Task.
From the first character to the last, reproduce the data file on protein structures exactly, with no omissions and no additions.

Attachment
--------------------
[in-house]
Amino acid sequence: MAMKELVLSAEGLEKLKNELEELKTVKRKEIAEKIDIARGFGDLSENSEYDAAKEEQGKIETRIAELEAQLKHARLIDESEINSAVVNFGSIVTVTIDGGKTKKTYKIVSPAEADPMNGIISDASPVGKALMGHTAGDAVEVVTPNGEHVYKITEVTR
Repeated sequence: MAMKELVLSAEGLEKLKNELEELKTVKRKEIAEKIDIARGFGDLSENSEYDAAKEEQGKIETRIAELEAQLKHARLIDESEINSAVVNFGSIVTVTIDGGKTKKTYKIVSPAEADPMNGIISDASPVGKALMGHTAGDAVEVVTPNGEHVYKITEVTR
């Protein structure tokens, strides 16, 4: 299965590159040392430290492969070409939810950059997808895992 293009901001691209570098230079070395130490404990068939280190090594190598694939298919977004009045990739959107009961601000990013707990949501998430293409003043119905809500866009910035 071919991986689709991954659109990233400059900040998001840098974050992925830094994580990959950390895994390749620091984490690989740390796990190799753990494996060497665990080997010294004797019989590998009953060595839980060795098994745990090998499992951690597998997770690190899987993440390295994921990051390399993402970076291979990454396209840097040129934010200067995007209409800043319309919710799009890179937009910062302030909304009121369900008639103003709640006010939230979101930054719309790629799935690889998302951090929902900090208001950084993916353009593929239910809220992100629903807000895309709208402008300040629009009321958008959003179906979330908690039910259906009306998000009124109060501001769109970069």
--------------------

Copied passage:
[in-house]
Amino acid sequence: MAMKELVLSAEGLEKLKNELEELKTVKRKEIAEKIDIARGFGDLSENSEYDAAKEEQGKIETRIAELEAQLKHARLIDESEINSAVVNFGSIVTVTIDGGKTKKTYKIVSPAEADPMNGIISDASPVGKALMGHTAGDAVEVVTPNGEHVYKITEVTR
Repeated sequence: MAMKELVLSAEGLEKLKNELEELKTVKRKEIAEKIDIARGFGDLSENSEYDAAKEEQGKIETRIAELEAQLKHARLIDESEINSAVVNFGSIVTVTIDGGKTKKTYKIVSPAEADPMNGIISDASPVGKALMGHTAGDAVEVVTPNGEHVYKITEVTR
């Protein structure tokens, strides 16, 4: 299965590159040392430290492969070409939810950059997808895992 293009901001691209570098230079070395130490404990068939280190090594190598694939298919977004009045990739959107009961601000990013707990949501998430293409003043119905809500866009910035 071919991986689709991954659109990233400059900040998001840098974050992925830094994580990959950390895994390749620091984490690989740390796990190799753990494996060497665990080997010294004797019989590998009953060595839980060795098994745990090998499992951690597998997770690190899987993440390295994921990051390399993402970076291979990454396209840097040129934010200067995007209409800043319309919710799009890179937009910062302030909304009121369900008639103003709640006010939230979101930054719309790629799935690889998302951090929902900090208001950084993916353009593929239910809220992100629903807000895309709208402008300040629009009321958008959003179906979330908690039910259906009306998000009124109060501001769109970069």